Food and emotions affect people differently. For example, some of us when bored, lonely or under stress cannot eat. On the other hand, others experiencing that same thing may find themselves mindlessly eating more–and usually not what’s good for them.
If you’re one that reacts to such obstacles in your life with food, then you are not alone. Half of my own family, including yours truly, have been known to find temporary comfort in ice cream, cakes, pies, and too many cookies when problems occur while the rest need coaxed to eat anything because they lose their appetites. Instead of letting those emotions get the better of us, I have some suggestions that may help keep you from falling into this emotional overeating trap.
|Taking comfort in rich foods to distract you from what’s going on in your life can backfire.|
When the first thing you do when faced with a difficult situation is to head to the freezer for ice cream or raid the refrigerator for something rich and loaded with calories that you’ll eventually regret eating later don’t deny yourself what you’re craving. My advice is to eat what you’re hungry for, only a moderate size serving. Though a treat or that snack piles on extra calories, denying yourself what your mind has its heart set on will only make you want to eat that wrong choice of food more.
|Understanding why your trigger foods are can help you take control.|
However, the next time you feel that urge for more ice cream or whatever your trigger food is, ask yourself if you’re really eating just to keep from thinking of that issue or because you’re truly hungry? A wiser course of action is waiting about 10 minutes to see if that empty feeling passes. Be honest with yourself. Eating does take your mind off of things while giving the hands and mouth something to do.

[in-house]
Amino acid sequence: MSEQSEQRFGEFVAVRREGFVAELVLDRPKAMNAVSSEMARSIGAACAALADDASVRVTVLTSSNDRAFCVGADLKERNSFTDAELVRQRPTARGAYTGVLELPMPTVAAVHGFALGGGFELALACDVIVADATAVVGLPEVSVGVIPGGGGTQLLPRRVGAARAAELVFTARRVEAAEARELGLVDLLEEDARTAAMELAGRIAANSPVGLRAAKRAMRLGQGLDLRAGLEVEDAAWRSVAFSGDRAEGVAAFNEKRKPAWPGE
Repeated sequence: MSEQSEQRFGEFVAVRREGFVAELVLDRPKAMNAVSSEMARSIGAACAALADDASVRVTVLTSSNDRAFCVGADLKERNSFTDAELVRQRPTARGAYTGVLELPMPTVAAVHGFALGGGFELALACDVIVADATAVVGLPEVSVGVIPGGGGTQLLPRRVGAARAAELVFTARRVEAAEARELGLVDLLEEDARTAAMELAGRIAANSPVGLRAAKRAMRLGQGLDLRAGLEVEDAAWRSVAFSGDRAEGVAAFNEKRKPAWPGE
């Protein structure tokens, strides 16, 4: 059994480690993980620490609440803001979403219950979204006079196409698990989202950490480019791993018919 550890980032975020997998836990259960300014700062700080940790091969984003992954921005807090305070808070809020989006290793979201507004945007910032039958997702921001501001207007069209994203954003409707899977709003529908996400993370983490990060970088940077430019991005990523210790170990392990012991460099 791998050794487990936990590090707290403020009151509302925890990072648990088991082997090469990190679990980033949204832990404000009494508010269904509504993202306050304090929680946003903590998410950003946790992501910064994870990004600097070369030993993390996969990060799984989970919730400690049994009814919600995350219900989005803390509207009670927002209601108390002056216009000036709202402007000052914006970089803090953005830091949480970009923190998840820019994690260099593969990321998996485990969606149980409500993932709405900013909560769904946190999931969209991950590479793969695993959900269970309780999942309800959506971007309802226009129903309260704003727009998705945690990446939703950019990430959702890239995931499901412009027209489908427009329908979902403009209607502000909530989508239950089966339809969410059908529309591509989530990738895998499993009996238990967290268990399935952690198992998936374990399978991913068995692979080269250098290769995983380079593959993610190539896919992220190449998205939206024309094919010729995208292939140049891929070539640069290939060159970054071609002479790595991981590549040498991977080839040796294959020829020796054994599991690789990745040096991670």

What I like to do when this happens is to become immersed into another activity, which will take me away from the kitchen or pantry that it will take some effort to return. If you still feel hungry after that time, allow yourself a smaller portion and no more of that particular trigger food.
You can try filling a large 8-ounce glass of water and sipping on it instead. Wait about 10 or 15 minutes. You might find that the initial strong call to that cake in the refrigerator has been suddenly silenced. You may still want something to eat, but that dessert may not have the same appeal. Don’t be surprised if you want some real food with nutritional value like a piece of fruit this time.
On the other hand, when nothing else but that trigger food will suffice, then your craving is in control. Going outdoors for a short walk or doing a chore in another part of the house or your office can help make it move you away from temptation. The reason physical activity helps is because it produces new chemicals in the brain that seems to work on that stress, sadness, or boredom due to the release of happy endorphins. Of course, those endorphins aren’t going to make the reason for emotional overeating go away, but you will be surprised because it does seem to help give you a better handle on things.